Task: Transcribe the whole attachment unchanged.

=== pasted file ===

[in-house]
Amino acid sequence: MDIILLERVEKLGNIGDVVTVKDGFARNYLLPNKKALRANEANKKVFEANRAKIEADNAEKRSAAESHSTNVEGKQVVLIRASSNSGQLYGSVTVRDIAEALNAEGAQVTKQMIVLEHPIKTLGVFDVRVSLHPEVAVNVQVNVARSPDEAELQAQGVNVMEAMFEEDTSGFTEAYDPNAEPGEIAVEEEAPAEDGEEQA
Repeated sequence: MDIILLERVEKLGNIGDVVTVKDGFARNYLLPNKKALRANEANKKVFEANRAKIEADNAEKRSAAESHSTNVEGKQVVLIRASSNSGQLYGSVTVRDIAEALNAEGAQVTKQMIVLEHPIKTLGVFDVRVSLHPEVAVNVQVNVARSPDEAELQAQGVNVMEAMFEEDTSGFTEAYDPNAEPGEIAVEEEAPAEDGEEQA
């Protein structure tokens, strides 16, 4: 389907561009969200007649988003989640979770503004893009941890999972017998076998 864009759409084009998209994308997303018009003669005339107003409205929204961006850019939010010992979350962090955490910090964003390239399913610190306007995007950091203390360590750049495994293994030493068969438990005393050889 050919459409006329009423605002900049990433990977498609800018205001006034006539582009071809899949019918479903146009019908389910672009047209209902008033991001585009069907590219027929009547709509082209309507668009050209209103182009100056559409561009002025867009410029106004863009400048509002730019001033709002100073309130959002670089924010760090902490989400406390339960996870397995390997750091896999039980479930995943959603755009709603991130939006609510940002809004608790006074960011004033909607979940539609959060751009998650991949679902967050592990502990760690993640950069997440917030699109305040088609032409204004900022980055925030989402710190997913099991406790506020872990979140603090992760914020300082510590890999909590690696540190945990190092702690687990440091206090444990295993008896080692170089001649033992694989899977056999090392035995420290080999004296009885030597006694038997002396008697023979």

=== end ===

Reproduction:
[in-house]
Amino acid sequence: MDIILLERVEKLGNIGDVVTVKDGFARNYLLPNKKALRANEANKKVFEANRAKIEADNAEKRSAAESHSTNVEGKQVVLIRASSNSGQLYGSVTVRDIAEALNAEGAQVTKQMIVLEHPIKTLGVFDVRVSLHPEVAVNVQVNVARSPDEAELQAQGVNVMEAMFEEDTSGFTEAYDPNAEPGEIAVEEEAPAEDGEEQA
Repeated sequence: MDIILLERVEKLGNIGDVVTVKDGFARNYLLPNKKALRANEANKKVFEANRAKIEADNAEKRSAAESHSTNVEGKQVVLIRASSNSGQLYGSVTVRDIAEALNAEGAQVTKQMIVLEHPIKTLGVFDVRVSLHPEVAVNVQVNVARSPDEAELQAQGVNVMEAMFEEDTSGFTEAYDPNAEPGEIAVEEEAPAEDGEEQA
């Protein structure tokens, strides 16, 4: 389907561009969200007649988003989640979770503004893009941890999972017998076998 864009759409084009998209994308997303018009003669005339107003409205929204961006850019939010010992979350962090955490910090964003390239399913610190306007995007950091203390360590750049495994293994030493068969438990005393050889 050919459409006329009423605002900049990433990977498609800018205001006034006539582009071809899949019918479903146009019908389910672009047209209902008033991001585009069907590219027929009547709509082209309507668009050209209103182009100056559409561009002025867009410029106004863009400048509002730019001033709002100073309130959002670089924010760090902490989400406390339960996870397995390997750091896999039980479930995943959603755009709603991130939006609510940002809004608790006074960011004033909607979940539609959060751009998650991949679902967050592990502990760690993640950069997440917030699109305040088609032409204004900022980055925030989402710190997913099991406790506020872990979140603090992760914020300082510590890999909590690696540190945990190092702690687990440091206090444990295993008896080692170089001649033992694989899977056999090392035995420290080999004296009885030597006694038997002396008697023979």